I wonder how many of us here present have really given thought to the importance of an efficient and impartial justice delivery system to us as individuals generally and as Zimbabweans in particular and on a practical as opposed to a concept basis. As a people, Zimbabweans have been described as resilient and innovative. When shortages of certain grocery items manifest in the local supermarkets, we shop in neighbouring countries. We have managed to avoid what we perceive as shortcomings in the local education system by sending our children to schools and universities in South Africa, Australia, United States and the United Kingdom. When we need complex medical procedures and attention that the local hospitals cannot now provide, we fly mainly to South Africa but sometimes to the United Kingdom or the United States. Yet, when we have to sue for wrongs done to us, we cannot do so in Australia and South Africa and have to contend with the inadequately funded justice system in this country.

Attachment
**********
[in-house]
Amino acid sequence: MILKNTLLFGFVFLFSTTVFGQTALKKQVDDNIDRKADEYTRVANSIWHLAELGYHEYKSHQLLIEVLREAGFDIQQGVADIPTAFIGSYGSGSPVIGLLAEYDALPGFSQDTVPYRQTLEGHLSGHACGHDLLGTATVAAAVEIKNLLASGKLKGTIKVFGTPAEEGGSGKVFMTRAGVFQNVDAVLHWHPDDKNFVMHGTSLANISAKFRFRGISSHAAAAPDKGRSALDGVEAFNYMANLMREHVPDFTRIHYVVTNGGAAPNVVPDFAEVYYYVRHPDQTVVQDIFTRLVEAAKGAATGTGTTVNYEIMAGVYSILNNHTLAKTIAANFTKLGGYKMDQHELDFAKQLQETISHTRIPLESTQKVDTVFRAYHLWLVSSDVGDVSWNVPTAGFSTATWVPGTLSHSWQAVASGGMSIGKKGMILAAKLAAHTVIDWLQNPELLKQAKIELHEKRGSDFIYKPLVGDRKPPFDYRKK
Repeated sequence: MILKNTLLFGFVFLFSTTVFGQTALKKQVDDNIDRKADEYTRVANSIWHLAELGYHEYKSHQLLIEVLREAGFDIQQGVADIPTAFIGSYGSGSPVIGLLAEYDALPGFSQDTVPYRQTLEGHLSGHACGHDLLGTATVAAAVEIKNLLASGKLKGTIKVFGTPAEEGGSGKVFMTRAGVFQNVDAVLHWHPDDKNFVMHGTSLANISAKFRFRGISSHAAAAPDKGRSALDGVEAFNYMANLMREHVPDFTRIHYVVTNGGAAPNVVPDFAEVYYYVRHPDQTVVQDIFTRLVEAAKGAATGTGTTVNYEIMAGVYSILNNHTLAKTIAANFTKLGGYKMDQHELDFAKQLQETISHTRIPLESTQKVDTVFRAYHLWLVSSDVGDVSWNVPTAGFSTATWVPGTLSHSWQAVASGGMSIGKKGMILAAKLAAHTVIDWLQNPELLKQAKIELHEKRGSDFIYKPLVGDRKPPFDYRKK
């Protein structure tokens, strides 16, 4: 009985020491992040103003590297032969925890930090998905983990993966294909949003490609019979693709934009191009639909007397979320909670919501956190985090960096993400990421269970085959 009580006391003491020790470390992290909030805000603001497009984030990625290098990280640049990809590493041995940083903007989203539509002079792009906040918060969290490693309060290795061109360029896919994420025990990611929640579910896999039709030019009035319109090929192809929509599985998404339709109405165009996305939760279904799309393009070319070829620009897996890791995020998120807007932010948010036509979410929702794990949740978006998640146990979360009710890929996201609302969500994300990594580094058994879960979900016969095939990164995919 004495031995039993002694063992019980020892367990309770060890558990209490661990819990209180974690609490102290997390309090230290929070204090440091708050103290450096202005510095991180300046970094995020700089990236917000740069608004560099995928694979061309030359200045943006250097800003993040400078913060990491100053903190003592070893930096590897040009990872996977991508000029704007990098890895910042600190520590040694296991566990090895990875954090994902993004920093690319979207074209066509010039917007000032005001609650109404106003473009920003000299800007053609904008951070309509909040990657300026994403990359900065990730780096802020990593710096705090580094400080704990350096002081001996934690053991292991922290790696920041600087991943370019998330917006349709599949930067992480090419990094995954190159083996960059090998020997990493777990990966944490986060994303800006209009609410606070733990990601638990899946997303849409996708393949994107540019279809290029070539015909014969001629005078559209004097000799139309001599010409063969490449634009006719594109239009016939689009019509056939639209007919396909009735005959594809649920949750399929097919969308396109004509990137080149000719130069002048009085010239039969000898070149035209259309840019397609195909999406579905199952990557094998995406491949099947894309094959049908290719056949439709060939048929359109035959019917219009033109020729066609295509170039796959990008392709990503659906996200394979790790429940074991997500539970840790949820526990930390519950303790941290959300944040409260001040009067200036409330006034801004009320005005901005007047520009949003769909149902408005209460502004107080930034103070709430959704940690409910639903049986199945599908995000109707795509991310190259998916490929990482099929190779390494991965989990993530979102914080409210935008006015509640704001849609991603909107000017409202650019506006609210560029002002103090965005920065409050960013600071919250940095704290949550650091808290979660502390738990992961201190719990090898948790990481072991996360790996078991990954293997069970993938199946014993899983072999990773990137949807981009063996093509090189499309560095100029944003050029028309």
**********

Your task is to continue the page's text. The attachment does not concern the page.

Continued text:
When someone breaks into our houses and steals our hard earned assets, we cannot call the well resourced police force of a neighbouring country to come and investigate the offence. Worse still, when we are suspected of having committed an offence, either rightly or wrongly, we are to be held at local police station cells where due to under funding, some conditions have fallen to inhuman and degrading levels. If placed on remand, we are to be held in the local prison where the conditions are no better. Innovative as we are, we are yet to find a way to be held in a prison in Pretoria or Cape Town to avoid the conditions in the inadequately funded cells at home.